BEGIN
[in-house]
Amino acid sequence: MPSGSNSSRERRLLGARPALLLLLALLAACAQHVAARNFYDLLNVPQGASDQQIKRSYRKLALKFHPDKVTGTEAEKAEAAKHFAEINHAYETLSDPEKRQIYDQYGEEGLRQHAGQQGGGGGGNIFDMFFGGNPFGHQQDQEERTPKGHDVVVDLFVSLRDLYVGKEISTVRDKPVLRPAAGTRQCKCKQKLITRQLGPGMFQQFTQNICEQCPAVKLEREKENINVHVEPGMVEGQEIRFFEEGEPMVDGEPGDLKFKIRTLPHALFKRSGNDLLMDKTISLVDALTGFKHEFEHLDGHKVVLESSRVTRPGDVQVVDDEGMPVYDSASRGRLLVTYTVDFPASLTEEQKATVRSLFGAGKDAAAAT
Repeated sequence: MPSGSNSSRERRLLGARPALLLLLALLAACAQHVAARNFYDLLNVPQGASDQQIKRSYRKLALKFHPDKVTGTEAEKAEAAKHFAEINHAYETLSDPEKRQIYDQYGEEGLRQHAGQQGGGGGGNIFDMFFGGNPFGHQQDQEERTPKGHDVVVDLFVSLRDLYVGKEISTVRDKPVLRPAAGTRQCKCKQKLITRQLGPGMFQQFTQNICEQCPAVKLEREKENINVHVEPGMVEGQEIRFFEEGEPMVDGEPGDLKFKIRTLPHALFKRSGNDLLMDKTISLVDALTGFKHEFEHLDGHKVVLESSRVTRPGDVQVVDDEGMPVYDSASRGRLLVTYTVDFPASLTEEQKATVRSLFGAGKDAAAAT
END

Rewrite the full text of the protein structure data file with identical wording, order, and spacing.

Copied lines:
[in-house]
Amino acid sequence: MPSGSNSSRERRLLGARPALLLLLALLAACAQHVAARNFYDLLNVPQGASDQQIKRSYRKLALKFHPDKVTGTEAEKAEAAKHFAEINHAYETLSDPEKRQIYDQYGEEGLRQHAGQQGGGGGGNIFDMFFGGNPFGHQQDQEERTPKGHDVVVDLFVSLRDLYVGKEISTVRDKPVLRPAAGTRQCKCKQKLITRQLGPGMFQQFTQNICEQCPAVKLEREKENINVHVEPGMVEGQEIRFFEEGEPMVDGEPGDLKFKIRTLPHALFKRSGNDLLMDKTISLVDALTGFKHEFEHLDGHKVVLESSRVTRPGDVQVVDDEGMPVYDSASRGRLLVTYTVDFPASLTEEQKATVRSLFGAGKDAAAAT
Repeated sequence: MPSGSNSSRERRLLGARPALLLLLALLAACAQHVAARNFYDLLNVPQGASDQQIKRSYRKLALKFHPDKVTGTEAEKAEAAKHFAEINHAYETLSDPEKRQIYDQYGEEGLRQHAGQQGGGGGGNIFDMFFGGNPFGHQQDQEERTPKGHDVVVDLFVSLRDLYVGKEISTVRDKPVLRPAAGTRQCKCKQKLITRQLGPGMFQQFTQNICEQCPAVKLEREKENINVHVEPGMVEGQEIRFFEEGEPMVDGEPGDLKFKIRTLPHALFKRSGNDLLMDKTISLVDALTGFKHEFEHLDGHKVVLESSRVTRPGDVQVVDDEGMPVYDSASRGRLLVTYTVDFPASLTEEQKATVRSLFGAGKDAAAAT